Bruce Dell: Firstly I'd like to say that I greatly respect John Carmack. In light of the fact that we haven't released real-time demos, his statement is sensible, sane, reasonable, but incorrect. We have too much respect for Mr Carmack's contributions to the 3D graphics industry to speak negatively of him and understand his comments in the light of the graphics systems he is aware of.
Q: There have been explorations for next-gen voxel-based technologies, specifically Carmack and Jon Olick's Sparse Vector Octrees or Cyril Crassin's Gigavoxel. Are you aware of these techniques? How does your approach differ?
Bruce Dell: If you consider the real-time speeds of those technologies, then you would have to admit that they do differ from us quite greatly.
Q: Your technology is point cloud based. How are you filling in the gaps between atoms when the camera gets very close to an object?
Bruce Dell: This only occurs when you are standing very close to the object in question, and currently we have three different techniques to solve this problem. We're still deciding which of the three is best suited to filling in the gaps and which provides the best visual output.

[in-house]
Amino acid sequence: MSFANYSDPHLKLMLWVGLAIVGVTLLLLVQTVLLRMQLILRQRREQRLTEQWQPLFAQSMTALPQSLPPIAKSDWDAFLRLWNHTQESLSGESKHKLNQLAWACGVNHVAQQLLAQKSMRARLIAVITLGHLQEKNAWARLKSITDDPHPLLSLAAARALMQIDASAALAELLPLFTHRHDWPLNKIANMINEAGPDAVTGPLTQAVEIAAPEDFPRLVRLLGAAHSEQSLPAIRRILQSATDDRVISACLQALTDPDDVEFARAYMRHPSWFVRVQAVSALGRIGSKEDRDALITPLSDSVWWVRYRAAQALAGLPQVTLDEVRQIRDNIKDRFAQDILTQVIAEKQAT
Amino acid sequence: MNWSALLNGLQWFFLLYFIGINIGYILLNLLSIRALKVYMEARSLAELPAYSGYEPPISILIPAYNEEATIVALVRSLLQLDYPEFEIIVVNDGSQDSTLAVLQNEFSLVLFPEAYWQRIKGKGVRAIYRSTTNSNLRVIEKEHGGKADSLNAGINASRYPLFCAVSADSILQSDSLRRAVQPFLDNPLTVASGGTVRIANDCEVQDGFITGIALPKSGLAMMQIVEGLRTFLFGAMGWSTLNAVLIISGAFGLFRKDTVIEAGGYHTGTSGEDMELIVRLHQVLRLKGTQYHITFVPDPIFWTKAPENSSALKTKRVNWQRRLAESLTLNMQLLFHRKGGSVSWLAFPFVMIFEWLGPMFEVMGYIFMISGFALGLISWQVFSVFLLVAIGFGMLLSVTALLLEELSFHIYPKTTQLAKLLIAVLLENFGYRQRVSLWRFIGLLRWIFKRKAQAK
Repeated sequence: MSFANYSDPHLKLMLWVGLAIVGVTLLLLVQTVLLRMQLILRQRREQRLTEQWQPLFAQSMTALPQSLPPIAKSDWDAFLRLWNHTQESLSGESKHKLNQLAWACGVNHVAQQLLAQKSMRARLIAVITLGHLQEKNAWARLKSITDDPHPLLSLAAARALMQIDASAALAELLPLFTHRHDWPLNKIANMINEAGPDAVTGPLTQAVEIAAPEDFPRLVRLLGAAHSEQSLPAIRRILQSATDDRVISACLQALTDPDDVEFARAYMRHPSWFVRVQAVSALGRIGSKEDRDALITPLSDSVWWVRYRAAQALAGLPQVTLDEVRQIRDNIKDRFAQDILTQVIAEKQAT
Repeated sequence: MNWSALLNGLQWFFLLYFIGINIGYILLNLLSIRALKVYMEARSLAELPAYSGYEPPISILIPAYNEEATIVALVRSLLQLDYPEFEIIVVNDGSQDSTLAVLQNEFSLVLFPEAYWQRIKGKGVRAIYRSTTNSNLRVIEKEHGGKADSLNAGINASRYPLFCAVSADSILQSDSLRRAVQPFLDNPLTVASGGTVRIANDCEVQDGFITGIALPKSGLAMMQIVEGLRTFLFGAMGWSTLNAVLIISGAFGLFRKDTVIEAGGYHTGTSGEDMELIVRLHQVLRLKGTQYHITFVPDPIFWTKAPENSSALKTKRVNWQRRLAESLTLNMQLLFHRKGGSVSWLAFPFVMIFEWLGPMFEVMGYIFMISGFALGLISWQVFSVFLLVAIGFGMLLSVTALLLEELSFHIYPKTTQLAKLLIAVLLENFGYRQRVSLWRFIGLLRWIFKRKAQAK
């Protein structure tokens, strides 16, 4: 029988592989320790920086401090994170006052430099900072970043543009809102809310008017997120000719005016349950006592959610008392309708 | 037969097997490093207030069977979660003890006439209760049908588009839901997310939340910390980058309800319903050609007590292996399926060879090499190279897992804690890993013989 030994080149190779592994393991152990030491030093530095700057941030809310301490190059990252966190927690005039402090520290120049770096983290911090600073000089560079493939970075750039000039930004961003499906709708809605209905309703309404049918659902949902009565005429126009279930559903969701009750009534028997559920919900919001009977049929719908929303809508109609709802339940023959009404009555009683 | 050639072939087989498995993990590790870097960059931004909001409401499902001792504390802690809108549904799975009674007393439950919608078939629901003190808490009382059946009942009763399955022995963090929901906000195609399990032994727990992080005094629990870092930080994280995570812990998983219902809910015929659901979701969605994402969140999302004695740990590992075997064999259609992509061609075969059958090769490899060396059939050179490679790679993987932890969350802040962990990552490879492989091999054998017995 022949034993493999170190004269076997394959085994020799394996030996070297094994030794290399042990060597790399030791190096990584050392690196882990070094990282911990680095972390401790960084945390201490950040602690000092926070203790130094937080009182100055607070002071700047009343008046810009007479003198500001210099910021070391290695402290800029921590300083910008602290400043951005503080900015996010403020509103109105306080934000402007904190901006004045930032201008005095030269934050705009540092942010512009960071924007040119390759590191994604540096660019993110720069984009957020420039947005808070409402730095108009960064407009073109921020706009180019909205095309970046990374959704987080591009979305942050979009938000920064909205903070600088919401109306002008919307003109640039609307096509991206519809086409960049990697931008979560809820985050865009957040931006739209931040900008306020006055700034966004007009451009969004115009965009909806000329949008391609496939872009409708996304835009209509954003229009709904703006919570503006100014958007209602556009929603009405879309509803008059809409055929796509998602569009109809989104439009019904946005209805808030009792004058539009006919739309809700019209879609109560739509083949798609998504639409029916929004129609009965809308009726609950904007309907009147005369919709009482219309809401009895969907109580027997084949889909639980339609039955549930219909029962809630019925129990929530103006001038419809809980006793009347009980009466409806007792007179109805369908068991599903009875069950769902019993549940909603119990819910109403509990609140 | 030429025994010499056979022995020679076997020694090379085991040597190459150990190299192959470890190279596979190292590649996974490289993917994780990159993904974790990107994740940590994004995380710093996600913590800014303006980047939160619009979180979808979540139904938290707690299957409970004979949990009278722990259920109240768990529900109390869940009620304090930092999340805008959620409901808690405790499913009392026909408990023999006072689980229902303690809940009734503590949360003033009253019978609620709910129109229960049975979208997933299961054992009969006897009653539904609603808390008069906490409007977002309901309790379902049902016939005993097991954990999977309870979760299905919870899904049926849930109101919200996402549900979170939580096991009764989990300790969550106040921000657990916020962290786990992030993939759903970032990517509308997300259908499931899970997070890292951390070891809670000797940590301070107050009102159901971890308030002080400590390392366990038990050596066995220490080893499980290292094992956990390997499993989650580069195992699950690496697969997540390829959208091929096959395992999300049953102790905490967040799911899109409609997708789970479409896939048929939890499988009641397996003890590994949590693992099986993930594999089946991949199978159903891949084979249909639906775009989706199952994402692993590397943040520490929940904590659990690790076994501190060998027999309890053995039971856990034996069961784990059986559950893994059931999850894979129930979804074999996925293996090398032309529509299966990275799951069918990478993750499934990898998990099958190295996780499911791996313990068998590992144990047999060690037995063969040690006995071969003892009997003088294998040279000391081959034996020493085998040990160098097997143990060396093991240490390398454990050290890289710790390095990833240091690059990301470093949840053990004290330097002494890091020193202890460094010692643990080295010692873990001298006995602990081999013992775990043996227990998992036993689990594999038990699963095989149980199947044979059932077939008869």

Q: How does your system deal with rendering many, many objects at once? Is it rendering imposters for distant objects and groups of distant objects, then compositing those in 2D? How are you dealing with lighting and shadow in that case?
Bruce Dell: No, it's not like the present polygon systems where they build different objects at different distance, swapping them in and out. Unlimited Detail doesn't work that way. When it comes to geometry it really is unlimited.
Q: Does the engine rely a lot on temporal coherence (smooth camera movement) in order to maintain frame-rate? If so, how long does the first frame of any scene take to render?
Bruce Dell: [Laughs] That sounds like the sort of question somebody would ask if they were trying to get at all of our well-guarded secrets. But no, the particular tree you're barking up is the wrong one - all the frames take the same amount of time.
Q: Everything we've read seems to suggest this is a software-based solution, but is there any crossover with the GPU? Are you using a standard graphics API (eg. Direct3D/OpenCL/etc) or could you use a GPGPU paradigm (eg. DirectCompute/CUDA/OpenGL/etc)?
Bruce Dell: At the moment we're running everything very well in software alone, however, we're a greedy bunch and seeing as more power is available in the GPU why not use it? I'm sure in time we will make more use of that.